This came as no great surprise. Rumours that Anthony’s spell in Houston was coming to an end have been around for a while, and he’s not played since 8th November when he scored two points against the Thunder.
Houston took a chance after Anthony left Oklahoma City. He struggled to fit alongside Paul George and Russell Westbrook and remained against the idea of coming off the bench. His time with the Knicks didn’t exactly end happily either.
The Rockets lose very little out of this. Anthony is only on a veteran’s minimum contract and, as reported by Wojnarowski, Houston are not going to waive him just yet. This is his opportunity to find a new team, which should not be too difficult for a future first ballot Hall of Famer, however turbulent his last 18 months have been.
The scapegoating Anthony has suffered from both alongside George and Westbrook and in his brief Houston spell makes it trickier. He was never an elite defender, but he has taken the brunt of responsibility for poor defensive performances. The reluctance to be a role player might put off potential employers.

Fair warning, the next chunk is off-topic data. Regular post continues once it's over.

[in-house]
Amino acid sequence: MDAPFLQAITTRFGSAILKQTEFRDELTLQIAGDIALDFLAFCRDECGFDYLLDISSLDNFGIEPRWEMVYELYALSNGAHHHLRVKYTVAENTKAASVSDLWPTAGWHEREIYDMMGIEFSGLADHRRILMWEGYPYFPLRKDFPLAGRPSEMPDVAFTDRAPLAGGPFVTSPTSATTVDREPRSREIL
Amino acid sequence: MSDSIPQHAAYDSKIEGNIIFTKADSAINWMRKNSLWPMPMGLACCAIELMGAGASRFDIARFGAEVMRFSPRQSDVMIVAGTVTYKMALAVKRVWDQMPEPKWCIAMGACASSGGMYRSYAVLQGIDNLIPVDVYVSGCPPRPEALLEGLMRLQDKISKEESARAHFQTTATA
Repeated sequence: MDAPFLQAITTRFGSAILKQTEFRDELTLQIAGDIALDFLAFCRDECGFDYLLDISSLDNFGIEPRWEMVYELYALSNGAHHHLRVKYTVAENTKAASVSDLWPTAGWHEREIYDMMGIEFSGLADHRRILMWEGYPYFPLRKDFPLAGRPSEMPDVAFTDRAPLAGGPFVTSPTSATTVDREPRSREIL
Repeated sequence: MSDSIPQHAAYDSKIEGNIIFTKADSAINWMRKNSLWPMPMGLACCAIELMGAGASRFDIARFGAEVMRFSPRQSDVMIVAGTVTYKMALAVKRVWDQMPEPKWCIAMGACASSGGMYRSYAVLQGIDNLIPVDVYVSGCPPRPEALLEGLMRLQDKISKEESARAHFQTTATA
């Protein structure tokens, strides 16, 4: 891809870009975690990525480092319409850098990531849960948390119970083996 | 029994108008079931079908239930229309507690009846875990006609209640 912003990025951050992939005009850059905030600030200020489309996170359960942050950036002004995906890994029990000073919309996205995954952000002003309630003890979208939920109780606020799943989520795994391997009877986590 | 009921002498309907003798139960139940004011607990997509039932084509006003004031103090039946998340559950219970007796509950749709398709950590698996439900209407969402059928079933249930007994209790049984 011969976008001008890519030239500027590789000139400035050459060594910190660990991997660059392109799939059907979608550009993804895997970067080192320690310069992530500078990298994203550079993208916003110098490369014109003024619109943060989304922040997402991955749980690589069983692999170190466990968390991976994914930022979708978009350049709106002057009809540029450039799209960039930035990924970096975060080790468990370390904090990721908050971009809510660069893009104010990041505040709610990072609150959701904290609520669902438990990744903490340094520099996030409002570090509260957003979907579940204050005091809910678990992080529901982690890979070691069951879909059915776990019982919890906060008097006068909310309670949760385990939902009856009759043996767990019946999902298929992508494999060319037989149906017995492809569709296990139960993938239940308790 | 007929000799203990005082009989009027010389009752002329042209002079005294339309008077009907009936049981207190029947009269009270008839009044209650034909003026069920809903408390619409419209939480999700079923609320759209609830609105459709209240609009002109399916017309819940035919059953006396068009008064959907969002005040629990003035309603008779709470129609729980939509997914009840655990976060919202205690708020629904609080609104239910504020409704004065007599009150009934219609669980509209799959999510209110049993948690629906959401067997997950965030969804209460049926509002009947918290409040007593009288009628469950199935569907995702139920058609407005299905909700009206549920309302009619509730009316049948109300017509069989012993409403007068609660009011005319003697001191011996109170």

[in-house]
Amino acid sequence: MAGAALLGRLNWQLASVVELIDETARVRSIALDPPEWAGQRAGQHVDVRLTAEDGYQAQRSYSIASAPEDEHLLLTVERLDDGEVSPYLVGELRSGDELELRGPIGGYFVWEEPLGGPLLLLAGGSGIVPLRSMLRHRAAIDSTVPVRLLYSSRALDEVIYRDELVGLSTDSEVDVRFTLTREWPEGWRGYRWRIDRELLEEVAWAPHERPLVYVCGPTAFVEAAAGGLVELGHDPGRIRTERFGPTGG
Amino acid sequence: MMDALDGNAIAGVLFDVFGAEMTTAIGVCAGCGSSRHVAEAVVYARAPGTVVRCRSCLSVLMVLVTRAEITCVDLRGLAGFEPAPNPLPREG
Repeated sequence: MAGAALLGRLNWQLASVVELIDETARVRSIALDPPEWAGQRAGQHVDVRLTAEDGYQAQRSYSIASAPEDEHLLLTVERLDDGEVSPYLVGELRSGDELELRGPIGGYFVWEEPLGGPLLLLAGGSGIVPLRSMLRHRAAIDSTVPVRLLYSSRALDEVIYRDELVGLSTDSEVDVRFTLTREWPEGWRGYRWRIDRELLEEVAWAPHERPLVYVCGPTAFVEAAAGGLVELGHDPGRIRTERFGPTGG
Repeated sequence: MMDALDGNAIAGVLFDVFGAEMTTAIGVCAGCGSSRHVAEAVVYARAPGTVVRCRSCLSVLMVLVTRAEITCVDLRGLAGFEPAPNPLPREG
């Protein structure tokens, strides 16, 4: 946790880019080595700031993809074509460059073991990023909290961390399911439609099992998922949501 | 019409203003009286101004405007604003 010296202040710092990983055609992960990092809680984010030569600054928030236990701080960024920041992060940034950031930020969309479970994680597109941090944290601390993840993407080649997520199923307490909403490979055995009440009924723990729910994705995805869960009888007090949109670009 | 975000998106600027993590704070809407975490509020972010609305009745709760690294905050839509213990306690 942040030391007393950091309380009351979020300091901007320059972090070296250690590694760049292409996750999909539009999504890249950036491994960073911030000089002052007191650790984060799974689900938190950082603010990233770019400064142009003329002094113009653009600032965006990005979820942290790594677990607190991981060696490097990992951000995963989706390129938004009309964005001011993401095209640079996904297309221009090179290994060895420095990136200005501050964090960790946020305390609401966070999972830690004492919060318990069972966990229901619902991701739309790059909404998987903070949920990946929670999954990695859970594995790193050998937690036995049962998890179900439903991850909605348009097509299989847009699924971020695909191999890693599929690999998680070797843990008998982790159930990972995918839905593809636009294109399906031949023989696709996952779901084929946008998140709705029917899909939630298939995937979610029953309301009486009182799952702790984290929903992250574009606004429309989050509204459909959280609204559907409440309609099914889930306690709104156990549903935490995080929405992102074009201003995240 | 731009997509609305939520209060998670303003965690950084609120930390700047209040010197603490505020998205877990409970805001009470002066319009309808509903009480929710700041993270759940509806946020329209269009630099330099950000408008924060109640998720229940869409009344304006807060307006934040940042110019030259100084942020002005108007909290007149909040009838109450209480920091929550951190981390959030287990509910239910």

A jump back to the Eastern Conference might be a good fit. Philadelphia have an open roster spot, and Anthony could provide shooting they desperately need. Whether they would be prepared to weaken their defence is another question.
Other teams in the East might consider a move, even as a dice roll to push them into a playoff spot or get closer to the top four. The fact there is no halfway obvious landing spot is a concern for Melo. There’s no doubt he still has something to offer, but the question remains, as it did in the offseason, whether he accepts his role as a bench scorer. If he does not, finding a new team could be almost impossible.
He has become, rightly or wrongly, associated with two underachieving teams in two seasons. Paired with his decline, the league’s front offices will be wary. It’s hard not to feel a tinge of sadness at the predicament one of the game’s highest ever scorers is in after another rejection.